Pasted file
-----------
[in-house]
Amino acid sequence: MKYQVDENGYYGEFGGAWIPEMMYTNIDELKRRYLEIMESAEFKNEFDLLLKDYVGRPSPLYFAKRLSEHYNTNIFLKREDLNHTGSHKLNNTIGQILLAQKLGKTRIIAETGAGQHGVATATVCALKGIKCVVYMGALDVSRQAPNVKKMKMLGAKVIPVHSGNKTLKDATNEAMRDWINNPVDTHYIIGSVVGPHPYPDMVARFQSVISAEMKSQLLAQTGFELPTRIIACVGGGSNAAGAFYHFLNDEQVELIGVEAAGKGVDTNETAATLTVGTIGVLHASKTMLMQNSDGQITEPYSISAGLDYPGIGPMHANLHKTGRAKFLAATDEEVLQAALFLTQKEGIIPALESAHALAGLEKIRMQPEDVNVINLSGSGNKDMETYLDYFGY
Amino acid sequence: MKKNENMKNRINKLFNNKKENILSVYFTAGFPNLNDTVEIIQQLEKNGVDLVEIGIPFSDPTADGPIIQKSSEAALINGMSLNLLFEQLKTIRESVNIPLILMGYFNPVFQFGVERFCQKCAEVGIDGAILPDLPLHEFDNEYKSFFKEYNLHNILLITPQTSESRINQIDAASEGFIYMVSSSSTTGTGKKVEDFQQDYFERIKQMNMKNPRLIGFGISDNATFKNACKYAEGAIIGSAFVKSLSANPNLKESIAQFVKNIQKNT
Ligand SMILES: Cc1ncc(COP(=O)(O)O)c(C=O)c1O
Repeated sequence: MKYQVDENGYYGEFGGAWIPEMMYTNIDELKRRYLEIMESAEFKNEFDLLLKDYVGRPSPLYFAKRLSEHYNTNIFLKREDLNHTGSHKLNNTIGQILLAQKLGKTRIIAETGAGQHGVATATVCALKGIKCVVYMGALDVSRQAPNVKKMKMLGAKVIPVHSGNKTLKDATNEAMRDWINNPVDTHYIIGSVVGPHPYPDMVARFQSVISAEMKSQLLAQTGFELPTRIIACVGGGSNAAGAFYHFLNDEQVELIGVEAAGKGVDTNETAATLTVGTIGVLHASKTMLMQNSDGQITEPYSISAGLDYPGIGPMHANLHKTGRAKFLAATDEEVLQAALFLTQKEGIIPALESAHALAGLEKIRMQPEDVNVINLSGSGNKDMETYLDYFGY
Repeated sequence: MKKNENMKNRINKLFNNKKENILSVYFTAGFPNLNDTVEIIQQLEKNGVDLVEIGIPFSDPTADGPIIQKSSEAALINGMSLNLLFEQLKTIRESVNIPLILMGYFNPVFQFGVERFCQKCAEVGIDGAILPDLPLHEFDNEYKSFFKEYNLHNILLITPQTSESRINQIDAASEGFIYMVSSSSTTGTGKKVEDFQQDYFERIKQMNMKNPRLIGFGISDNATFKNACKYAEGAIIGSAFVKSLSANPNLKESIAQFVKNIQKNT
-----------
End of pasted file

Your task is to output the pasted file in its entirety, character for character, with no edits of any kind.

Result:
[in-house]
Amino acid sequence: MKYQVDENGYYGEFGGAWIPEMMYTNIDELKRRYLEIMESAEFKNEFDLLLKDYVGRPSPLYFAKRLSEHYNTNIFLKREDLNHTGSHKLNNTIGQILLAQKLGKTRIIAETGAGQHGVATATVCALKGIKCVVYMGALDVSRQAPNVKKMKMLGAKVIPVHSGNKTLKDATNEAMRDWINNPVDTHYIIGSVVGPHPYPDMVARFQSVISAEMKSQLLAQTGFELPTRIIACVGGGSNAAGAFYHFLNDEQVELIGVEAAGKGVDTNETAATLTVGTIGVLHASKTMLMQNSDGQITEPYSISAGLDYPGIGPMHANLHKTGRAKFLAATDEEVLQAALFLTQKEGIIPALESAHALAGLEKIRMQPEDVNVINLSGSGNKDMETYLDYFGY
Amino acid sequence: MKKNENMKNRINKLFNNKKENILSVYFTAGFPNLNDTVEIIQQLEKNGVDLVEIGIPFSDPTADGPIIQKSSEAALINGMSLNLLFEQLKTIRESVNIPLILMGYFNPVFQFGVERFCQKCAEVGIDGAILPDLPLHEFDNEYKSFFKEYNLHNILLITPQTSESRINQIDAASEGFIYMVSSSSTTGTGKKVEDFQQDYFERIKQMNMKNPRLIGFGISDNATFKNACKYAEGAIIGSAFVKSLSANPNLKESIAQFVKNIQKNT
Ligand SMILES: Cc1ncc(COP(=O)(O)O)c(C=O)c1O
Repeated sequence: MKYQVDENGYYGEFGGAWIPEMMYTNIDELKRRYLEIMESAEFKNEFDLLLKDYVGRPSPLYFAKRLSEHYNTNIFLKREDLNHTGSHKLNNTIGQILLAQKLGKTRIIAETGAGQHGVATATVCALKGIKCVVYMGALDVSRQAPNVKKMKMLGAKVIPVHSGNKTLKDATNEAMRDWINNPVDTHYIIGSVVGPHPYPDMVARFQSVISAEMKSQLLAQTGFELPTRIIACVGGGSNAAGAFYHFLNDEQVELIGVEAAGKGVDTNETAATLTVGTIGVLHASKTMLMQNSDGQITEPYSISAGLDYPGIGPMHANLHKTGRAKFLAATDEEVLQAALFLTQKEGIIPALESAHALAGLEKIRMQPEDVNVINLSGSGNKDMETYLDYFGY
Repeated sequence: MKKNENMKNRINKLFNNKKENILSVYFTAGFPNLNDTVEIIQQLEKNGVDLVEIGIPFSDPTADGPIIQKSSEAALINGMSLNLLFEQLKTIRESVNIPLILMGYFNPVFQFGVERFCQKCAEVGIDGAILPDLPLHEFDNEYKSFFKEYNLHNILLITPQTSESRINQIDAASEGFIYMVSSSSTTGTGKKVEDFQQDYFERIKQMNMKNPRLIGFGISDNATFKNACKYAEGAIIGSAFVKSLSANPNLKESIAQFVKNIQKNT